4. Choose pre-law classes that will improve your writing skills. (Almost) no matter what kind of law you'll want to practice, writing will be one of the most important skills you can have. And while good legal writing follows somewhat different conventions from good writing generally, the two have a lot in common. Moreover, while law school will teach you a lot about some lawyerly skills — reading cases, reading statutes, constructing arguments, and "thinking like a lawyer" — and while law school will try to teach you something about legal writing, you probably won't learn anywhere near enough about writing in law school alone. So the more you can improve your writing before law school, the better.
5. Should you choose other pre-law classes that fit your current expectations about your future career? All this having been said, should you still try to prepare for an Internet law career by studying more about Internet architecture, or computer programming, or what have you? After all, if you're thinking this hard about going to law school, you're probably the preparing type — shouldn't you do something special to prepare?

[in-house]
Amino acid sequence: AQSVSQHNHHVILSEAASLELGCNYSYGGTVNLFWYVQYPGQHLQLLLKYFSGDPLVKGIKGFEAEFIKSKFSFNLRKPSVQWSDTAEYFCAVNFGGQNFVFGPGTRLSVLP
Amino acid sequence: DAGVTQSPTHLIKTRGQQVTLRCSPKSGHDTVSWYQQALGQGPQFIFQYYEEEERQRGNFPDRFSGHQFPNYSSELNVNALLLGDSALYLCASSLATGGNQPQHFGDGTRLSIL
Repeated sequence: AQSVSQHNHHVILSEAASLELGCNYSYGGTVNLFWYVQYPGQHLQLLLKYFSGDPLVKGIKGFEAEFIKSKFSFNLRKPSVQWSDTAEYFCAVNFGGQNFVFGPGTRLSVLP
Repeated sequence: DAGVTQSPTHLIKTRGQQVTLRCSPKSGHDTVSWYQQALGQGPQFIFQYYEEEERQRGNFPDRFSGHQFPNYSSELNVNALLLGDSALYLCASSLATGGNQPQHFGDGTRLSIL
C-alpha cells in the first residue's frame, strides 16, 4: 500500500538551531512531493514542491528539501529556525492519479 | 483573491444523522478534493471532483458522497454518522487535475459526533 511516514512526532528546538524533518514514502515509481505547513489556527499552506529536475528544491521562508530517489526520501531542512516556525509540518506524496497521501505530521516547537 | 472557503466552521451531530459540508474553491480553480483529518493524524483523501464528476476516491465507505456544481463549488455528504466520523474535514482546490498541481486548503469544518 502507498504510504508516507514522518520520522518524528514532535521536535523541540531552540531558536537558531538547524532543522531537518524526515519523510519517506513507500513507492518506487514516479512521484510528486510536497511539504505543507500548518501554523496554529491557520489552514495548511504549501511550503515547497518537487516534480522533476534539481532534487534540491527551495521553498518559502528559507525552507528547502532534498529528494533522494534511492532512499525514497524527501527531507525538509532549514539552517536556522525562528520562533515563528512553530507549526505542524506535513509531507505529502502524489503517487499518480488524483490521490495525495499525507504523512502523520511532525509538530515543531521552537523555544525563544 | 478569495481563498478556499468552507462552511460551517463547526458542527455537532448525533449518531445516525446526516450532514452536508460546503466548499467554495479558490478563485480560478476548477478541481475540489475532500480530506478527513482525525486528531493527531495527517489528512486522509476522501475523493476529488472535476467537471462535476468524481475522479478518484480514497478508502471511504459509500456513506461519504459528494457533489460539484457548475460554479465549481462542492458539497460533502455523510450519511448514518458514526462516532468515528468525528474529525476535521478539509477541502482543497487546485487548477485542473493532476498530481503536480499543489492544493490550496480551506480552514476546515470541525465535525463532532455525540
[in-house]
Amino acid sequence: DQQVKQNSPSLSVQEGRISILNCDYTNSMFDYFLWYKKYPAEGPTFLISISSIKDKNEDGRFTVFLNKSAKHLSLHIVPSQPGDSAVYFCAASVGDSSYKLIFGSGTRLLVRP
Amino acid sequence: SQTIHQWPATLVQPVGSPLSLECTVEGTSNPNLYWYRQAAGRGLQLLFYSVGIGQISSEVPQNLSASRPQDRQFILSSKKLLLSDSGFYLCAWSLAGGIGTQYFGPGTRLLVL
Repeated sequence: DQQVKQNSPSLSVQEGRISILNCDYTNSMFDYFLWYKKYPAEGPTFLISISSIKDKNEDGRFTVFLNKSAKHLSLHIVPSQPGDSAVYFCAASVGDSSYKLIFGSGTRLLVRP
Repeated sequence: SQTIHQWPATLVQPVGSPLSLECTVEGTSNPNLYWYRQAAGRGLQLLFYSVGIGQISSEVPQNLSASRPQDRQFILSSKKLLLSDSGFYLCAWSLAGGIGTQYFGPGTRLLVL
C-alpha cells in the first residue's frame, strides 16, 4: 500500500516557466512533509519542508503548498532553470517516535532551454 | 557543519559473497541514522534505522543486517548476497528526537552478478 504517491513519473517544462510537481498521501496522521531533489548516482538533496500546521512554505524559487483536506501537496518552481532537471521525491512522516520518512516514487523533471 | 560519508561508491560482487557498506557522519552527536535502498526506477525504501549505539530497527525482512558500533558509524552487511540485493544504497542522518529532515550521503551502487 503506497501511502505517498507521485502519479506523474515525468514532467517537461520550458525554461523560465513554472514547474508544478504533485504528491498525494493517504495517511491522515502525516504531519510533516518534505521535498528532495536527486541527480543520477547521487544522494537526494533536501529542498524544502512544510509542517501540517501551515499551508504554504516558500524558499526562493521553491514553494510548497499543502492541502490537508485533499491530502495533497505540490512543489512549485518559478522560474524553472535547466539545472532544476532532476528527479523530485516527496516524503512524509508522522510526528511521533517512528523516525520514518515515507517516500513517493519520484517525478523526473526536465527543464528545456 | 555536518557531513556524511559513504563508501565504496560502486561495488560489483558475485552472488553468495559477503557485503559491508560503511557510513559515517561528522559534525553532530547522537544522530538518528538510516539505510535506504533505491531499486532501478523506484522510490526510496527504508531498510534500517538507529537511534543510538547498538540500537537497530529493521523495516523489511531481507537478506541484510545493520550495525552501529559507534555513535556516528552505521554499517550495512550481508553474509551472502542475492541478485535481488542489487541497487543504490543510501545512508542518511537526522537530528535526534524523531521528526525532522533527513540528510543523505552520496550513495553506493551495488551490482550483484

I'm not sure, because if you're already so interested in Internet law, you probably know a decent amount about the underlying technology and the underlying business structures. And it's not like you really have to know a vast amount of technology to do a good job as an Internet lawyer. (You might need to know a lot of biology to be a biotech patent lawyer, though I've heard some patent lawyers express doubt even about that. But my experience has been that most Internet law issues can be understood with a decent but not vast amount of understanding of Internet technology.)
But, hey, if you really want to take those classes, go ahead. At least you'll be interested in them, you'll get good grades, and you might have a better GPA when you apply to law school.
In any case, that's my tentative thinking about the subject; I'd love to hear what others have to say.